Esteban Herrera Family man, Java and JavaScript developer. Swift and VR/AR hobbyist. Like books, movies, and still trying many things.

More alternatives to Moment.js

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More alternatives to momentjs

There’s no doubt Moment.js is one of the most popular libraries in the JavaScript ecosystem, but now that it’s considered a legacy project in maintenance mode and its use is discouraged, you may be looking for some alternatives.

At first, looking for an alternative library may not seem like an easy task because there’s a lot of things you can do with Moment.js. For example:

However, most projects don’t need all this functionality. While some projects may use Moment.js to format dates and times in a particular way (relative dates and times are popular), for other projects it may be more important to check if a date is before, after, or between other dates or displaying dates according to the locale of the user.

So probably, many projects can satisfy their requirements by using a combination of native JavaScript objects (such as Date and Intl) and optionally, one lightweight library for specific purposes.

Last year, I wrote an article reviewing alternatives to Moment.js in the context of internationalization. The libraries reviewed in that article (luxon, date-fns, day.js) are still good alternatives to Moment.js, but in this article, I’ll review the functionality of three more libraries:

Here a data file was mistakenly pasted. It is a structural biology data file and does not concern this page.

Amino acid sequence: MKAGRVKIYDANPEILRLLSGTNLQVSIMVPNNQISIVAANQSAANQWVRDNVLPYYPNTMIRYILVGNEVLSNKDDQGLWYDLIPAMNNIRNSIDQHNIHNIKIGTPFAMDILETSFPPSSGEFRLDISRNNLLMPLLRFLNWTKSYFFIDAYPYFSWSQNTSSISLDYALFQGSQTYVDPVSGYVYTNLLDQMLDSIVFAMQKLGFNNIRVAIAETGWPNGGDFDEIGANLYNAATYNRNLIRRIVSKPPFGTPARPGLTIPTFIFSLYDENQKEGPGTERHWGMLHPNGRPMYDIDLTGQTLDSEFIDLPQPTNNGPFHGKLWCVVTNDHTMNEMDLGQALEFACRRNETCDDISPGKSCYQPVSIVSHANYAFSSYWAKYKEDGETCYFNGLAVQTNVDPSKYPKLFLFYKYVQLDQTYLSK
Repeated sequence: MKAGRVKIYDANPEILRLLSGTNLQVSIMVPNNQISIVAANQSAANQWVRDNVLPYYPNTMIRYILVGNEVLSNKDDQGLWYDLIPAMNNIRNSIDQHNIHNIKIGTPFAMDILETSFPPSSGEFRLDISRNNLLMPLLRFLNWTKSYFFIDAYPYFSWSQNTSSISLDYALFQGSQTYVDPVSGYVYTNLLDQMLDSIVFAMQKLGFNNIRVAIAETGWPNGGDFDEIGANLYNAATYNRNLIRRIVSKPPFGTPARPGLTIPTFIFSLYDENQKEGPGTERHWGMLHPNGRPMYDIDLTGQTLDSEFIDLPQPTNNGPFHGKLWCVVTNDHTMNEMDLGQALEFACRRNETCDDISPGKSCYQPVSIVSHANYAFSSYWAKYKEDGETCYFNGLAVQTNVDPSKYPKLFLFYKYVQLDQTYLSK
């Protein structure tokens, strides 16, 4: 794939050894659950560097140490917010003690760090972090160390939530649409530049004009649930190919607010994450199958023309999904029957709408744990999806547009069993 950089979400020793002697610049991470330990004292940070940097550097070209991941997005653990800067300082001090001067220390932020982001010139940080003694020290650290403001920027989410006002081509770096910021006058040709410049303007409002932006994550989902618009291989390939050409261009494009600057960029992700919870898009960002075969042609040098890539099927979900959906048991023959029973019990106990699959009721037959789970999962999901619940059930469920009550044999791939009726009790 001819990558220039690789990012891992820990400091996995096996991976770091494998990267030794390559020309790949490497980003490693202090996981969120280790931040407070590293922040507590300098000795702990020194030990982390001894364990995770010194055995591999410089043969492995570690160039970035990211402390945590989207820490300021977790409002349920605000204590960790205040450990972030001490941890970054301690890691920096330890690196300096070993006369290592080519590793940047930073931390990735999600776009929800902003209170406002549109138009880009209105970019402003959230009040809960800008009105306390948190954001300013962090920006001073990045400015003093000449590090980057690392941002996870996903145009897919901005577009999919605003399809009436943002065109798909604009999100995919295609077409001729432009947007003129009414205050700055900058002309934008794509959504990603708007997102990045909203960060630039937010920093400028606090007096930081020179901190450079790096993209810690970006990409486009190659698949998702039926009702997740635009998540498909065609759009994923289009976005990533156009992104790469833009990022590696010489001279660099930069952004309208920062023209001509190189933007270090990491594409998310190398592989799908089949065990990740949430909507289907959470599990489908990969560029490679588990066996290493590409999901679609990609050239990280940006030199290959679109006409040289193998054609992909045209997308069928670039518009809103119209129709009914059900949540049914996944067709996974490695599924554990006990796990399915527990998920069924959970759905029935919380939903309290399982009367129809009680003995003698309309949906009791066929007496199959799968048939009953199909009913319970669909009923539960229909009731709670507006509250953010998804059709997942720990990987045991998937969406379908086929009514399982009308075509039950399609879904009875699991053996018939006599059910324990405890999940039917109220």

Also, I’ll revisit the Intl.RelativeTimeFormat object, which reached Stage 4 at the beginning of 2020 and is now supported by more browsers.

Let’s get started.


If you have worked with Java, you won’t have a hard time learning how to use this library because it’s a port of the Date/Time API that was introduced in Java 8 (which in turn, is based on the library Joda-Time, hence the name).

js-joda is organized into a set of immutable core classes. The main ones are:

  • LocalDate, which represents a date without time information. For example, 2020-12-01
  • LocalTime, which represents time. For example, 10:00:01.999999999
  • LocalDateTime, which represents a date with time information. For example, 2020-12-01T10:00:01.999999999

These classes don’t provide time zone information. For this, you have to use ZonedDateTime, which stores the date, time, and time zone information, and ZoneId or ZoneOffset to work with particular time zones (you’ll also need to import the package @js-joda/timezone).

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The library also provides other classes (such as ChronoField) and types to represent portions of a date or time (such as Month). In particular, there’s a set of classes that represent amounts and points in time:

  • Duration, which represents an amount of time from nanoseconds to days. For example, 2 hours
  • Period, which represents a date-based amount of time using days, months, and years. For example, 2 years and 5 days